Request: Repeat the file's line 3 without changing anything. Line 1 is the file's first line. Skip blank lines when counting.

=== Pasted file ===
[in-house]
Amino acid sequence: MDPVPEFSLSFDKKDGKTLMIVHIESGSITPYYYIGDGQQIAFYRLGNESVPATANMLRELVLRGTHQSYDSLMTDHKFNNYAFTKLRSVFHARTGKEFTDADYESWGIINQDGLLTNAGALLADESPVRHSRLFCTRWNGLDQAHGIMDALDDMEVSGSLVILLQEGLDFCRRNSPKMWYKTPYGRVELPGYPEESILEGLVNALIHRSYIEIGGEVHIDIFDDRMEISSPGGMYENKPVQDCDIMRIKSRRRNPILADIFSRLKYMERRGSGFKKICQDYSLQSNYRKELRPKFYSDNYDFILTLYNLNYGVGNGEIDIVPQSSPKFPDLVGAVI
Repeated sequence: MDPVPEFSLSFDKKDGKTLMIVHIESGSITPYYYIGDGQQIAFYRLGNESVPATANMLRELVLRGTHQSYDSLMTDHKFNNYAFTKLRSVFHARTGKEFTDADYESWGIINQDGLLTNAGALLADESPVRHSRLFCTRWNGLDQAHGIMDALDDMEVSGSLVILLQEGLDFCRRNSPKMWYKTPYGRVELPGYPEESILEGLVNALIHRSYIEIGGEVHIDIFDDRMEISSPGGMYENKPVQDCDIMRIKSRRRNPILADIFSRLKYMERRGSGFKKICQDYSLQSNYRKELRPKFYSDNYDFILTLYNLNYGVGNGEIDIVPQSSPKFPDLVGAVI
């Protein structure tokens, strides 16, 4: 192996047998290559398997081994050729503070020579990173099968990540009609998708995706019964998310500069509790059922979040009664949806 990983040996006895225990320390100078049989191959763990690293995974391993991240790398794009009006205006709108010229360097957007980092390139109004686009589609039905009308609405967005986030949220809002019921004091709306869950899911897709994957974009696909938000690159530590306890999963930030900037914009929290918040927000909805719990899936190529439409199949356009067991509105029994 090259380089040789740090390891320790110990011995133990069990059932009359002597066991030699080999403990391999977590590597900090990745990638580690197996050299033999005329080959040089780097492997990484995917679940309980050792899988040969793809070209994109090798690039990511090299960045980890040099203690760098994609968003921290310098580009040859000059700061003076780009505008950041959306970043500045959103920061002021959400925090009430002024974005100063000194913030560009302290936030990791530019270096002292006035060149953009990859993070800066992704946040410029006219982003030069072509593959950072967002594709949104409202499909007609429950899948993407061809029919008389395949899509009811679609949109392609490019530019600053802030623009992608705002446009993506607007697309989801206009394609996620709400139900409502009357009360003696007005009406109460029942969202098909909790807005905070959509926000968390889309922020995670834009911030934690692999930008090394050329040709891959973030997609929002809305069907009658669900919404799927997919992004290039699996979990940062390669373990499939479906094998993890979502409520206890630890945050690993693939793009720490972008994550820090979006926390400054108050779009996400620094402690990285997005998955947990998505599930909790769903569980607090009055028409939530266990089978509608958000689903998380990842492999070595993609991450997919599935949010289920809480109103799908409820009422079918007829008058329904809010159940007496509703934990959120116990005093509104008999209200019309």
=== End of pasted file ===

Repeated sequence: MDPVPEFSLSFDKKDGKTLMIVHIESGSITPYYYIGDGQQIAFYRLGNESVPATANMLRELVLRGTHQSYDSLMTDHKFNNYAFTKLRSVFHARTGKEFTDADYESWGIINQDGLLTNAGALLADESPVRHSRLFCTRWNGLDQAHGIMDALDDMEVSGSLVILLQEGLDFCRRNSPKMWYKTPYGRVELPGYPEESILEGLVNALIHRSYIEIGGEVHIDIFDDRMEISSPGGMYENKPVQDCDIMRIKSRRRNPILADIFSRLKYMERRGSGFKKICQDYSLQSNYRKELRPKFYSDNYDFILTLYNLNYGVGNGEIDIVPQSSPKFPDLVGAVI